Avoiding political backlash: PIA, PSM privatisation put on backburner again

Published: October 29, 2014
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A file photo of a PIA aircraft. PHOTO: REUTERS

A file photo of a PIA aircraft. PHOTO: REUTERS

ISLAMABAD: 

The government has again backpedalled on the privatisation of Pakistan International Airlines (PIA) and Pakistan Steel Mills (PSM) to avoid political backlash, but will go all-out to sell stakes in profitable entities and issue Islamic bonds to raise $1.8 billion for budget financing.

The privatisation of PIA and PSM is now expected to take place in October next year, said Privatisation Commission (PC) Chairman Mohammad Zubair on Tuesday. He was offering about two-dozen state owned entities for investment to international investors at an International Investment Conference in Islamabad.

The deadline to sell a minimum 26% stake in PIA is June 2015. It was for the fourth time that the government has delayed privatising PIA despite clear deadlines set by International Monetary Fund (IMF). The lender had originally set the target of December 2014 for PIA’s privatization.

The government’s backpedalling on PIA and PSM highlights its inability to take tough decisions. Both entities top the list of enterprises inflicting billions of rupees worth of losses on the exchequer due to mismanagement. According to sources in the ministries of finance and privatization, the government is not ready to draw the opposition of Pakistan Peoples Party (PPP) and Muttahida Qaumi Movement (MQM). Thousands of PIA and PSM employees are affiliated with the two parties.

Zubair said that the government would split the PIA’s balance sheet and sell only its core business. PIA’s losses will not be the responsibility of the new buyers, he added.

While the government is reluctant to get rid of lossmaking entities, it has decided to continue with its strategy of selling the shares in profitable entities to raise money for budget financing.

“We are now moving to disinvest Oil and Gas Development Company Limited’s (OGDCL) shares worth around $800 million and the transaction will be closed early next month,” Finance Minister Ishaq Dar told the investors’ conference.

He added that work on issuing International Sukuk for $1 billion was also underway, which will be completed by end of next month. The money raised from these two transactions will be utilised for budget financing.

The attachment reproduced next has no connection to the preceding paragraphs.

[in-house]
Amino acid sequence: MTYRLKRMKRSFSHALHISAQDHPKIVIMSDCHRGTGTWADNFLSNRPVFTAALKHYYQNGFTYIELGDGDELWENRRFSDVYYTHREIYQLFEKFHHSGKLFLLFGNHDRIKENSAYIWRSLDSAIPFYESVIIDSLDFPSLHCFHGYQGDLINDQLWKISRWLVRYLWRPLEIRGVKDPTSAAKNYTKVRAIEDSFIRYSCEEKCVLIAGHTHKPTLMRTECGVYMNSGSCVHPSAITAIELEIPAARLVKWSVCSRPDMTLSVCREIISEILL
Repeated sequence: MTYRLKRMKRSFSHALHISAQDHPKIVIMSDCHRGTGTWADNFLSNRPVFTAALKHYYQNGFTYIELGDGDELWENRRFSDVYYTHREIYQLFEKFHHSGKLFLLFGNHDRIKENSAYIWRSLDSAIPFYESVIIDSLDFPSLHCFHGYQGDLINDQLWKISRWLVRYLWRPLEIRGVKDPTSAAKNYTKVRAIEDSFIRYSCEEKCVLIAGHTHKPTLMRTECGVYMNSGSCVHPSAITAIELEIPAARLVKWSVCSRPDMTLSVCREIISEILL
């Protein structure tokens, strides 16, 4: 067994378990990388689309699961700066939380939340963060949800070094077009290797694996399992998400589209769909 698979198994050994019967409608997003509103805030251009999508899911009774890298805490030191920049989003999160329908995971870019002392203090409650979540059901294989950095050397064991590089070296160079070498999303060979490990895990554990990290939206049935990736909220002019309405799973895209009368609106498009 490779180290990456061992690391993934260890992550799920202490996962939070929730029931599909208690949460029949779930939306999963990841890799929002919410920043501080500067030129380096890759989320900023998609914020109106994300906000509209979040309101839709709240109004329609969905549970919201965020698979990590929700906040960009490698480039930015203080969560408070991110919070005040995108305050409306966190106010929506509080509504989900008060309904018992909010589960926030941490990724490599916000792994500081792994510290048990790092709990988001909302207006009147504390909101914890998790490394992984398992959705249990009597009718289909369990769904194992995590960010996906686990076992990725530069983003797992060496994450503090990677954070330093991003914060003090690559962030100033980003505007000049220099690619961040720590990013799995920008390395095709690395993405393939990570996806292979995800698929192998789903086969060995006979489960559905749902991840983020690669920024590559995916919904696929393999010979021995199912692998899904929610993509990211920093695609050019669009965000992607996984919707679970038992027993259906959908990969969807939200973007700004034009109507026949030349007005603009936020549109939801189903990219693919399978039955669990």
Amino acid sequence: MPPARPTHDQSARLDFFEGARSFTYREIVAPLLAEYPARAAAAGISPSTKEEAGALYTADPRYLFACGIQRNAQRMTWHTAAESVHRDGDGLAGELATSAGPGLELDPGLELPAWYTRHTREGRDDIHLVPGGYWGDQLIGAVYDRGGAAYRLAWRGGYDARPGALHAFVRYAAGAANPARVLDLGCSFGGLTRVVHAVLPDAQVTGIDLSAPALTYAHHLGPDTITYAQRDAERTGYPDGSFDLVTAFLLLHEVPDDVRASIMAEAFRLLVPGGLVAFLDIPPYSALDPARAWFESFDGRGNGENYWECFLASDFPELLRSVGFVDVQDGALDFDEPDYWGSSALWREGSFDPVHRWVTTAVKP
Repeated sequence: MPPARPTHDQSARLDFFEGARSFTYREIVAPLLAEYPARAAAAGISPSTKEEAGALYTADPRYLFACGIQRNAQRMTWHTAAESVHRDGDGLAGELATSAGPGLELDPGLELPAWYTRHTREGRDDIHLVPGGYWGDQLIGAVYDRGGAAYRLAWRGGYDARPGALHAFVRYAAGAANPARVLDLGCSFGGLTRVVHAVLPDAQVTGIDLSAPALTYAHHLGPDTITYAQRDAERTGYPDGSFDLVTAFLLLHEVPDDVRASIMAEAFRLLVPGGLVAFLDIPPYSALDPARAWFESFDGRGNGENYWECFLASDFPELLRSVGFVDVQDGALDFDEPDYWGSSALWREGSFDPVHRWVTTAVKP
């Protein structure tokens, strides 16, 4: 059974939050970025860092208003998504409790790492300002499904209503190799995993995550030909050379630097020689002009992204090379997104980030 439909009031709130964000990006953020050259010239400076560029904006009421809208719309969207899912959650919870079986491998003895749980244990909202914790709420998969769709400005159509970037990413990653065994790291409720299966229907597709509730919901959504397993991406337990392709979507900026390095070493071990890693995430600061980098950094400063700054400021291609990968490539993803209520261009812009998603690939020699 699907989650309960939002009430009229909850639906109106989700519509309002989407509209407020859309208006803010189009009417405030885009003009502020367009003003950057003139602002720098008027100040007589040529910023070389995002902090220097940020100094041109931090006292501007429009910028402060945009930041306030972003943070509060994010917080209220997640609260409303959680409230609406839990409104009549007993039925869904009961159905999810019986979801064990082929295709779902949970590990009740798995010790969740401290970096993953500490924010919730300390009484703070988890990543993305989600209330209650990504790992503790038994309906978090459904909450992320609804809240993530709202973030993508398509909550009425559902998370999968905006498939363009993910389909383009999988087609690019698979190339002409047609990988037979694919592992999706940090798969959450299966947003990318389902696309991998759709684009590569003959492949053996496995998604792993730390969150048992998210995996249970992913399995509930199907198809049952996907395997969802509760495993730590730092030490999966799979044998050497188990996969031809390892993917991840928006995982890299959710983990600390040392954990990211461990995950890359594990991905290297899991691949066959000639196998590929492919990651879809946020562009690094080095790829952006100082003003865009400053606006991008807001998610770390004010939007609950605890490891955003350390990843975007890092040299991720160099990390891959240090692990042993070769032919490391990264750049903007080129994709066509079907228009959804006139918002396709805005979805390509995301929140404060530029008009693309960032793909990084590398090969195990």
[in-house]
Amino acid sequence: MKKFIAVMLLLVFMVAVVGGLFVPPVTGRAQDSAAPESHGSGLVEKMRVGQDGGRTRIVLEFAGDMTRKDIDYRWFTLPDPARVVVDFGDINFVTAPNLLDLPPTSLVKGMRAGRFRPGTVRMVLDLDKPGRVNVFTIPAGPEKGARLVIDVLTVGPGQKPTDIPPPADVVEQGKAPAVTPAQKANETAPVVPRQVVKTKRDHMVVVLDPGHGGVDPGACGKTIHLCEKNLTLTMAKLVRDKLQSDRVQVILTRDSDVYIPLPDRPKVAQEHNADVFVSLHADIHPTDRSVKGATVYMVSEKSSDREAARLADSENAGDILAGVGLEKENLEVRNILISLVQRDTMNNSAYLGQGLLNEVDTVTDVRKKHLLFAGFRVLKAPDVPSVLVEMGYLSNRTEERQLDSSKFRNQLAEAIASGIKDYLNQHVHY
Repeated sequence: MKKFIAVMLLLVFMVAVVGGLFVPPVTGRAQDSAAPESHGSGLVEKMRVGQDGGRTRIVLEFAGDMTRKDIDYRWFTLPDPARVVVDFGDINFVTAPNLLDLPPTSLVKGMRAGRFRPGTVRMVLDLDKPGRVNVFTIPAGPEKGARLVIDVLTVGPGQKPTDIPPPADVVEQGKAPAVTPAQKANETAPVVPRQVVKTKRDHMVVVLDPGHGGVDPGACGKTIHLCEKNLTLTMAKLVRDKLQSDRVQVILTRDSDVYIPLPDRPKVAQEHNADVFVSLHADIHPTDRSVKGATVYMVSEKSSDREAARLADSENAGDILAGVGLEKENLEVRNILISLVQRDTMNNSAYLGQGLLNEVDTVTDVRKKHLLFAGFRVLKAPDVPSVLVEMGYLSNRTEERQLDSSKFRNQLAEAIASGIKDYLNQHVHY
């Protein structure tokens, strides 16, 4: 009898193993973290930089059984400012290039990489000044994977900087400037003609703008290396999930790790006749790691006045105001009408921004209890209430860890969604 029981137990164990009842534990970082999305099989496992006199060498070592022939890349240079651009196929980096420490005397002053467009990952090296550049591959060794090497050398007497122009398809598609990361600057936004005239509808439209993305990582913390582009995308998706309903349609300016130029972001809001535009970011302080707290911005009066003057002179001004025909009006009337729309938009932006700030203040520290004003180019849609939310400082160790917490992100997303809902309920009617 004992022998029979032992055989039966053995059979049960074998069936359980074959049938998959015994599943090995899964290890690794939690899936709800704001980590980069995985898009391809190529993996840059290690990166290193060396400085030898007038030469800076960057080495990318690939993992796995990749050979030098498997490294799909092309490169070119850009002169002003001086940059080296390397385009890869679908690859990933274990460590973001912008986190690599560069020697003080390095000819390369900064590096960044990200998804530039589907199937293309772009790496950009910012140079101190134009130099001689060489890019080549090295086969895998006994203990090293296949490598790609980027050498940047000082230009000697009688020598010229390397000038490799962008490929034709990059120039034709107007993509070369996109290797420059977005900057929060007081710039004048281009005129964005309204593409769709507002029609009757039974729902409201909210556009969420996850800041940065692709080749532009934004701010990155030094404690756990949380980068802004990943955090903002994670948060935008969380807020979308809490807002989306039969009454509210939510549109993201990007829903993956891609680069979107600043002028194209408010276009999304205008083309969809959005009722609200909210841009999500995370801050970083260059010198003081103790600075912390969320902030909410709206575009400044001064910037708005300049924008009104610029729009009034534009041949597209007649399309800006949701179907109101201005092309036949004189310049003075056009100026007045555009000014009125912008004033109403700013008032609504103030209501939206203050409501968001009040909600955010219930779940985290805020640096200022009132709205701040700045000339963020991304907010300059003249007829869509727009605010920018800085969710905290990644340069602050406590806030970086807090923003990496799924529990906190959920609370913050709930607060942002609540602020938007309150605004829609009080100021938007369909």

Both IMF and the government had been pushing for the privatisation of lossmaking entities. Lately, however, the government has opted for alternative strategies to finance the budget. PIA and PSM were not the only entities whose privatisation has been put on the backburner.

The government originally planned to privatise eight power distribution companies and four power generation companies within the current fiscal year. But according to Zubair’s presentation, only three distribution companies, Faisalabad, Lahore and Islamabad, have been enlisted for privatisation in the current fiscal year while the rest are delayed till next financial year.

“If we are able to complete the targeted transactions, the government can easily raise $4.5 billion through privatisation in the current fiscal year,” he said.

Zubair said the Faisalabad, Lahore and Islamabad power distribution companies offer better chance of investment and foreign investors should take advantage of the situation. He said the government’s 42% stakes in Habib Bank Limited will be sold by March next year and $1.2 billion are expected from this deal. He said the Allied Bank Limited’s shares will be sold next month.

“Until the government addresses legal issues, privatisation can never be a success story,” said Ahmer Bilal Soofi, an expert in international law. He said the bureaucracy was also reluctant to take forward the privatisation process, fearing inquiries by National Accountability Bureau, Federal Investigation Agency and audit objections.

“Civil servants should be given indemnity even if they make wrong decisions,” said Soofi. He added that judicial activism has also damaged the cause of privatisation.

Published in The Express Tribune, October 29th, 2014.

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Reader Comments (3)

  • Oct 29, 2014 - 11:13AM

    Great place. Great people.

    Recommend

  • Parvez
    Oct 29, 2014 - 3:08PM

    Both these organisations are cesspits of corruption and nothing but disaster for the exchequer.
    Those putting hurdles in their privatisation or closure are doing the country immense harm.

    Recommend

  • Woz
    Nov 27, 2014 - 5:12AM

    Where are the Chinese ?

    These will make great investments for them.

    Let them have the whole companies 100%.

    Why no MOU’s with no open bid.

    NS, explain ?

    Recommend

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